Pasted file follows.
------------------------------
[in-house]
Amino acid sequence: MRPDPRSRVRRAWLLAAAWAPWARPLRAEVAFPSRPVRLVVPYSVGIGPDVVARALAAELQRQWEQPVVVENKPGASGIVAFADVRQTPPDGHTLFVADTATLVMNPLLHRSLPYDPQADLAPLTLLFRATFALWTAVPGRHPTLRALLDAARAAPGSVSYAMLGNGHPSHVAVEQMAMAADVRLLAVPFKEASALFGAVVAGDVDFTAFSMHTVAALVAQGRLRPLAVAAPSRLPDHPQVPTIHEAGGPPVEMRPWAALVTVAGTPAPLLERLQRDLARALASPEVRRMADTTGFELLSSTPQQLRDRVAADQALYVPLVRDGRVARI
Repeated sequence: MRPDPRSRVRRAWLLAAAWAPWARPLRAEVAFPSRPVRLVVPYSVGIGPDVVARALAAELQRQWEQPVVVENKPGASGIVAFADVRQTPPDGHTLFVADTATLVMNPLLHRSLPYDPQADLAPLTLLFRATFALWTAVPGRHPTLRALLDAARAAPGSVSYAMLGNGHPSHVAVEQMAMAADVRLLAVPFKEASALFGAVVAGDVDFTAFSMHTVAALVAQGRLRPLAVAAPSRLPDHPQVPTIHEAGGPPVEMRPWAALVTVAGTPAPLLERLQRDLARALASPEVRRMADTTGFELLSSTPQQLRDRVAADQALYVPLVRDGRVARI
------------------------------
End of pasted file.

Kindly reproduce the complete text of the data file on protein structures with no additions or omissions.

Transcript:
[in-house]
Amino acid sequence: MRPDPRSRVRRAWLLAAAWAPWARPLRAEVAFPSRPVRLVVPYSVGIGPDVVARALAAELQRQWEQPVVVENKPGASGIVAFADVRQTPPDGHTLFVADTATLVMNPLLHRSLPYDPQADLAPLTLLFRATFALWTAVPGRHPTLRALLDAARAAPGSVSYAMLGNGHPSHVAVEQMAMAADVRLLAVPFKEASALFGAVVAGDVDFTAFSMHTVAALVAQGRLRPLAVAAPSRLPDHPQVPTIHEAGGPPVEMRPWAALVTVAGTPAPLLERLQRDLARALASPEVRRMADTTGFELLSSTPQQLRDRVAADQALYVPLVRDGRVARI
Repeated sequence: MRPDPRSRVRRAWLLAAAWAPWARPLRAEVAFPSRPVRLVVPYSVGIGPDVVARALAAELQRQWEQPVVVENKPGASGIVAFADVRQTPPDGHTLFVADTATLVMNPLLHRSLPYDPQADLAPLTLLFRATFALWTAVPGRHPTLRALLDAARAAPGSVSYAMLGNGHPSHVAVEQMAMAADVRLLAVPFKEASALFGAVVAGDVDFTAFSMHTVAALVAQGRLRPLAVAAPSRLPDHPQVPTIHEAGGPPVEMRPWAALVTVAGTPAPLLERLQRDLARALASPEVRRMADTTGFELLSSTPQQLRDRVAADQALYVPLVRDGRVARI